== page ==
I got the letter this week that my DLA is changing to PIP and that the process has started.I didn’t expect to be as anxious as I became or that it would escalate the way that it did. The DLA is an important part of my income. It means that I can pay to have groceries deliverd or take taxis to places on the days that I can’t face buses or become too stressed to even get on one. My world has become smaller lately and it vital that I have DLA and its successor PIP in order to live in a wider world.

Getting to talk to my GP about a supporting letter was stressful to say the least. The receptionists at the practice I go to are like giant Rotweillers so fiercely do they protect the doctors from the general public. In the end I demanded that I speak to the doctor even though he was half way through his list. He apologised profusely for the lack of urgency that his staff had put on the messages to him and saw me within two hours.

We agreed a short term plan to reduce the ultra anxiety (sleeping pills and diazepam for a few days only) and extra rest. This will be easy to adhere to; I like sleep days.

One of the things that I’ve done to help myself cope with anxiety and mania is to buy a microwave oven. I last had one 20 years ago have used one since the late 80s when I worked in a pub kitchen in North Yorkshire (in those days they were at least £500 a pop).

It means that when I want to eat something I’ve frozen I can eat it that day instead of taking it out of the freezer and seeing if I still feel like eating it the next day. It almost means that I can make microwave chocolate cakes in a mug. I often want cake but just a slice, a large slice but still just a slice.

I think the lesson I’ve learned from the past few days is that bravado doesn’t stop anxiety and it doesn’t heal it or mask it. No matter how much of a wise person people think you are you’re allowed to be a real person and real people have crises and suffer illnesses. Wisdom doesn’t come from leading a life that you sail through it comes  through leading a hard life.

I’ve also learned that it’s okay to lean on friends. It’s not a weakness to love or be loved and it’s certainly not a weaknness to take comfort in that.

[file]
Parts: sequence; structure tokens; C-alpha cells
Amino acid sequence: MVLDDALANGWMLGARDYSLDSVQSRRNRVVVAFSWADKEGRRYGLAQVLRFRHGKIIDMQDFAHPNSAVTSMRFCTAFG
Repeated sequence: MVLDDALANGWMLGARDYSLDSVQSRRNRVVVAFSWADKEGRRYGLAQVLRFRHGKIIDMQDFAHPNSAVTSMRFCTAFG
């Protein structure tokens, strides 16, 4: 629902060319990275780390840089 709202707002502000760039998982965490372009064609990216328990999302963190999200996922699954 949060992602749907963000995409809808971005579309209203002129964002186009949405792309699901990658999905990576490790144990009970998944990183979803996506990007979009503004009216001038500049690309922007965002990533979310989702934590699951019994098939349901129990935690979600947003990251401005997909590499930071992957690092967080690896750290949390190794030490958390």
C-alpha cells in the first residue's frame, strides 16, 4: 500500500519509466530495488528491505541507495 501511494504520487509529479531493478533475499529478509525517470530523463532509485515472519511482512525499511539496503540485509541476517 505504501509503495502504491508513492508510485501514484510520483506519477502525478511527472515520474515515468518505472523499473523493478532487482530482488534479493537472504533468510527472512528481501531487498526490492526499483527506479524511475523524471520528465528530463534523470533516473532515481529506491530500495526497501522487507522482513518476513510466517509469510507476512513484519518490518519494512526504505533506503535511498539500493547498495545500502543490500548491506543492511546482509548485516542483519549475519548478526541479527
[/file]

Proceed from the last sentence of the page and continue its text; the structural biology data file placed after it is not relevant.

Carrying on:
Last month, before Ogden died, I did a poll on Twitter to get suggestions about what I should blog about. I was hoping that people would pick food but of course it was the subject I wanted to blog least about was the one that was chosen.

Okay everyone has seen those newspaper reports about people who get taken to court and sometimes evicted because they’ve been playing the same song over and over again and sometimes very loud. That’s me except for the sound level.

Psychologically anticipating the next sound and knowing what the next word is elicits a feeling of comfort in the brain so I’m givng myself a hug. Lots of people do this and most people don’t force their neighbours  to listen to it.

It explains I suppose why I’m reluctant to listen to new music. I’m still listening to the Doobie Brothers with the same regularity I did when I was 14 which was *coughs* ago.

I’ve sang in choirs over the years most of them assoociated with sacred music. I’m still a fence sitter when it comes to God but, like a lot of other fence sitters and atheists, sacred music is fantastic to sing. When music is composed for God it is composed in a way that is different to composing it for man and that’s why it’s so wonderful to sing it.

I sing out loud at home all the time. When I’m not talking to the cats I’m singing something. I’m one of those people who can’t shut up even when I have nothing to say.

I used to sing to Ogden all the time and when I did he used to come and sit with his back to me and press himself up against my legs and I used to stroke him from his lovely silky head down over this rough lurcher type hair. I groomed him at times when I sang and that suited him well too.

This is what I used to sing to him. I’d say enjoy but my voice isn’t what it was.

Ogden Nash, a great dog

Three years ago, give a take a week or so, I saw a photo of a dog on a Facebook rescue page. The photo was shared to me by a friend and it was of a very sad looking dog who’d been in a Spanish pound for three years. THREE YEARS. Five months is considered a long time in a British pound and dogs are reasonably well looked after but three years in a Spanish pound where the dogs are treated like shit? No wonder he looked sad.

The charity I got him from was basically shit and there was a lot of problems before he finally arrived home. This sounds crazy but I missed him before he got here and I was desperate to see him. His Spanish name was Relampago which means streak of lightening and he was well named but I called him Ogden.